Study Spotlight

Study Spotlight

Stopping the “Seeds” of Cancer with French Grape Seed OPCs


Cancer stem cells, the “seeds” of recurring cancer, resist chemotherapy. They essentially hide in the body, remerging later – sometimes years following treatment. When this happens, the new cancer is even more resistant to treatment.

Researchers at Baylor found that French grape seed extract (VX1) stopped the regeneration of cancer stem cells by blocking a specific pathway in the body, abbreviated as “HIPPO-Yap.” It actually prevented the ability of tumor cells to grow and spread, and eventually, this kills them altogether. This is an effect not seen with conventional drugs, so these results show the potential for OPCs from grape seed to do something completely unique. In this case, the viability of cancer cells exposed to the extract decreased by 70 percent. Further study using an animal model showed that the VX1 extract suppressed tumor growth by up to 90 percent.

This study shows that the frontiers of natural cancer fighting are still being crossed and that the potential for the right kind of grape seed extract – one that is tannin free and specifically standardizes for OPCs – is massive. According to the researchers, a human equivalent dose could be a small addition to a daily regimen – only about 300 mg to 600 mg per day.

Abstract:

Toden S, Ravindranathan P, Gu J, Cardenas J, Yuchang M, Goel A. Oligomeric proanthocyanidins (OPCs) target cancer stem-like cells and suppress tumor organoid formation in colorectal cancer. Sci Rep. 2018 Feb 20;8(1):3335.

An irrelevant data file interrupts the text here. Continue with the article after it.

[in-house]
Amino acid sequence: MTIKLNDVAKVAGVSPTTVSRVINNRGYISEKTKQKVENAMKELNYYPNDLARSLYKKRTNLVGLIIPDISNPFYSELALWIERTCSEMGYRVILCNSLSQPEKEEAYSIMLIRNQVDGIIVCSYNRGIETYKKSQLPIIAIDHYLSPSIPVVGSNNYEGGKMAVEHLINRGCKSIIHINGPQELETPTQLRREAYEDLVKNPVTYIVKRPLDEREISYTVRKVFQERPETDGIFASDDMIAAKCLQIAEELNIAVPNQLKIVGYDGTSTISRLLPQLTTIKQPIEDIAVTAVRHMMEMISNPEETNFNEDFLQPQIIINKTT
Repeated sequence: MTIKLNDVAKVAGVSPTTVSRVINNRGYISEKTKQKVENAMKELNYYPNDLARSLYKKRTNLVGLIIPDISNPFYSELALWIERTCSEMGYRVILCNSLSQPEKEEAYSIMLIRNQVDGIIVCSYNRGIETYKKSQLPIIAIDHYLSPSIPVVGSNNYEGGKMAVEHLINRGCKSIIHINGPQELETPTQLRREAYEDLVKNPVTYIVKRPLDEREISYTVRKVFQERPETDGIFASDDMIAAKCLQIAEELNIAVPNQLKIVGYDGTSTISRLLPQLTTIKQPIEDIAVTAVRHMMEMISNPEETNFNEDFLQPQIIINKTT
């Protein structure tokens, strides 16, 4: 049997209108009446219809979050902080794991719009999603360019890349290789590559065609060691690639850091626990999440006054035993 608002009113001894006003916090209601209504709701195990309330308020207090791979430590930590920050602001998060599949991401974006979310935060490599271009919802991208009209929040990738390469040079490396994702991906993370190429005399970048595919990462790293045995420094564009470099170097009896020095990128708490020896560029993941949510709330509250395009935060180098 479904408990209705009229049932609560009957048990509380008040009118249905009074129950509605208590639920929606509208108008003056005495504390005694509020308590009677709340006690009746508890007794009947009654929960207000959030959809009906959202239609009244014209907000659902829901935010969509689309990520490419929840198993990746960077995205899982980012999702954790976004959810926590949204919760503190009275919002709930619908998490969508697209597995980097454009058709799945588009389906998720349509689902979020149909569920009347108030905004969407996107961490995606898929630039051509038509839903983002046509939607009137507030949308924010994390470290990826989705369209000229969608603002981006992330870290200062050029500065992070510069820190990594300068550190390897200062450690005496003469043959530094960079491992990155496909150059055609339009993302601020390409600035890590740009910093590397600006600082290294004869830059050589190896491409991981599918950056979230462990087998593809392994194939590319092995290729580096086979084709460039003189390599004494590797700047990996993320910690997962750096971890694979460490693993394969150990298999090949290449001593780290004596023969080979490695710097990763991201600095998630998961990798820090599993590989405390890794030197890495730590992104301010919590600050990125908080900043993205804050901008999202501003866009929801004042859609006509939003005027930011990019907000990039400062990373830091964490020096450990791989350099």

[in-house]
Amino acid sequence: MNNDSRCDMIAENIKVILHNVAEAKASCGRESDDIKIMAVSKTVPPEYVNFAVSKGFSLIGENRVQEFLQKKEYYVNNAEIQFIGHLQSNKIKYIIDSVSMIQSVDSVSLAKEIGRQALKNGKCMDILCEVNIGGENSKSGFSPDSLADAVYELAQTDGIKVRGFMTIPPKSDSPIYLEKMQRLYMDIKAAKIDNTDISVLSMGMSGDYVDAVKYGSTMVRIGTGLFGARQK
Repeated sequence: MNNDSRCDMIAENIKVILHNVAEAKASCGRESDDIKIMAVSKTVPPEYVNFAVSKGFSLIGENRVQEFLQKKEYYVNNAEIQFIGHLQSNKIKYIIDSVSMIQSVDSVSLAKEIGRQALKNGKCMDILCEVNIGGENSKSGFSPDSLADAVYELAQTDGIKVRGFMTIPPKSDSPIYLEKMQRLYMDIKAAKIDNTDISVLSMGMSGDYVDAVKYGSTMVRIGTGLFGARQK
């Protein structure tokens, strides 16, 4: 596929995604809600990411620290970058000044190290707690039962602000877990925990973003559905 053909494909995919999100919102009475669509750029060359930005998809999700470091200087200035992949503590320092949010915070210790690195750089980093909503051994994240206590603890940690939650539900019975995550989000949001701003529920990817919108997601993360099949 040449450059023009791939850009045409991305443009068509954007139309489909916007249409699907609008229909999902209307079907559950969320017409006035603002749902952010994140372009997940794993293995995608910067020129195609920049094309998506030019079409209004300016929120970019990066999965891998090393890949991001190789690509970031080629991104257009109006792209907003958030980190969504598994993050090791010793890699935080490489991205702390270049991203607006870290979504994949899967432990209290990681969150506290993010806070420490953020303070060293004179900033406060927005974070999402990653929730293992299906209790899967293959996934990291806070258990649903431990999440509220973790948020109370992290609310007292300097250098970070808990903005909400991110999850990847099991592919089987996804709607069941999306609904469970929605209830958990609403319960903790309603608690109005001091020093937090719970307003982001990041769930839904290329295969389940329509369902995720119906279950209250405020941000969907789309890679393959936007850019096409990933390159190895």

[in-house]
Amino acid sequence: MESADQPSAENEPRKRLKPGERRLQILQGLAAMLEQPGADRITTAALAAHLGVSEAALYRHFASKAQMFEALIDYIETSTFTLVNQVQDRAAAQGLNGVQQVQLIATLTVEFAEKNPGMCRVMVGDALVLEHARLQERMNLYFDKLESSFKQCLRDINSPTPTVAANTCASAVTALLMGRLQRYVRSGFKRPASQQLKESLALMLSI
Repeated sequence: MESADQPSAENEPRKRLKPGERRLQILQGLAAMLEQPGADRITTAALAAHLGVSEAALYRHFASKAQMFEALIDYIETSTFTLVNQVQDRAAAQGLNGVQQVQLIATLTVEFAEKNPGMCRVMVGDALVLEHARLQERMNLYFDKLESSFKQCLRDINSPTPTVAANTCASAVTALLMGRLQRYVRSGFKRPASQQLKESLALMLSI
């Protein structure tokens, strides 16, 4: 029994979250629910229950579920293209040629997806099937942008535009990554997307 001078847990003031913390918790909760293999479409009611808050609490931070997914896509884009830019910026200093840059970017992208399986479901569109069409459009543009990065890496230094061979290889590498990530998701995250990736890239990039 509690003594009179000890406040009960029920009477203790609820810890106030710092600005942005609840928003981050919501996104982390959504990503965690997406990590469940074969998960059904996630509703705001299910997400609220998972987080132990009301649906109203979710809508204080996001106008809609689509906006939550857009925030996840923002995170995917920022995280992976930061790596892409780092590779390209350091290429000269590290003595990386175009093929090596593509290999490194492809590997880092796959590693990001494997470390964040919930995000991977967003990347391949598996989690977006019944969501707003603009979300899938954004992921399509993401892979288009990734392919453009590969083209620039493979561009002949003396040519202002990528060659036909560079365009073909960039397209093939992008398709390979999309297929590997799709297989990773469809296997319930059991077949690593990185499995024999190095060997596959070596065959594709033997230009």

Proanthocyanidins are a heterogeneous group of flavan-3-ol or flavan-3,4-diol oligomers present in various fruits and vegetables. In particular, the smaller oligomeric subset of proanthocyanidins, termed the oligomeric proanthocyanidins (OPCs) appear to have potent anti-tumorigenic properties, but the underlying mechanisms for their effectiveness remain unclear. Herein, we utilized a series of in vitro, in vivo and patient-derived organoid approaches to systematically investigate the chemoprotective role of OPCs in colorectal cancer. OPCs exerted anti-tumorigenic effects through inhibition of cellular proliferation, and induced apoptosis and cell cycle arrest. Intriguingly, OPCs suppressed spheroid derived cancer stem-like cell formation and decreased the expression of intestinal cancer stem cell markers including LGR5, CD44 and CD133. Mechanistically, RNA-sequencing results confirmed that OPCs prominently interfered with developmental and self-renewal pathways and identified several self-renewal associated oncogenes targeted by OPCs. Furthermore, OPCs inhibited Hippo pathway through downregulation of its key transcriptional regulators, YAP and TAZ. Finally, we confirmed anti-tumorigenic effects of OPCs using multiple xenograft experiments and recapitulated its protective effects using patient-derived colorectal tumor organoids. Collectively, we have comprehensively assessed anti-tumorigenic properties of OPCs and our data throws light on previously unrecognized chemopreventive mechanisms of OPCs highlighting its therapeutic potential.

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